From the Journals

Women with lung cancer live longer than men



Screening guidelines

Commenting on the findings in an accompanying editorial, Claudia Poleri, MD, Hospital María Ferrer, Buenos Aires, says that this Australian study provides “valuable information.”

“The risk of dying from lung cancer was significantly higher for men than for women,” she writes. “Differences in treatment-related factors explained 50% of the sex survival differential, followed by lifestyle and tumor-related factors (28% and 26%, respectively).

“Nevertheless, these differences alone do not explain the higher survival in women,” she comments.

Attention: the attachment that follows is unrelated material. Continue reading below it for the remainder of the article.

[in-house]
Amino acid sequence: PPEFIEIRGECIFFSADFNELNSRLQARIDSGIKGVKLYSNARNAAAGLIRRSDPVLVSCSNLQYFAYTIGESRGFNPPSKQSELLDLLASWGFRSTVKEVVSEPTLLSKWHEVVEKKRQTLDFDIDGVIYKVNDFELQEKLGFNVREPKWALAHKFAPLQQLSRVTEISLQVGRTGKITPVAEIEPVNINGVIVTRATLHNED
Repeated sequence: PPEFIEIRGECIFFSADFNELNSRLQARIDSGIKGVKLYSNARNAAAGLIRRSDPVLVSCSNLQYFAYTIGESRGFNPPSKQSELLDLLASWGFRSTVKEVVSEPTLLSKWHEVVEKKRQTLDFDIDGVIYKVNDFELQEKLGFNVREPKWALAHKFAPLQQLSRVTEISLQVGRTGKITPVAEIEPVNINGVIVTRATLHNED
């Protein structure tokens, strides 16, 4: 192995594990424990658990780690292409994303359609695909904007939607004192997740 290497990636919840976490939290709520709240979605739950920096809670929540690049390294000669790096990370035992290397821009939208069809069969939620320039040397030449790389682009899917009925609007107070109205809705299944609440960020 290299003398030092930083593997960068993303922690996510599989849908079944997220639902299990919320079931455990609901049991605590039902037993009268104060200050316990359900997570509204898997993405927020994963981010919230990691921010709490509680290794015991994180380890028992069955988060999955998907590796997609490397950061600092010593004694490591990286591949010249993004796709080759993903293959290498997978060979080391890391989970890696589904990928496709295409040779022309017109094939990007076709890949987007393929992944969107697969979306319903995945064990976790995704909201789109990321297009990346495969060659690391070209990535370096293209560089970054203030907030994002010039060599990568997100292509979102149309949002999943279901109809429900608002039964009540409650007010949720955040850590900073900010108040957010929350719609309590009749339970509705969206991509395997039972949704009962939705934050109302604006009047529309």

“Does it matter to analyze the differences by sex in lung cancer?” Dr. Poleri asks in the editorial, and then answers herself: “It matters.”

“It is necessary to implement screening programs and build artificial intelligence diagnostic algorithms considering the role of sex and gender equity to ensure that innovative technologies do not induce disparities in clinical care,” she writes.

“It is crucial to conduct education and health public programs that consider these differences, optimizing the use of available resources, [and] it is essential to improve the accuracy of research design and clinical trials,” she adds.

Dr. Yu and Dr. Poleri declared no relevant financial interests.

A version of this article first appeared on


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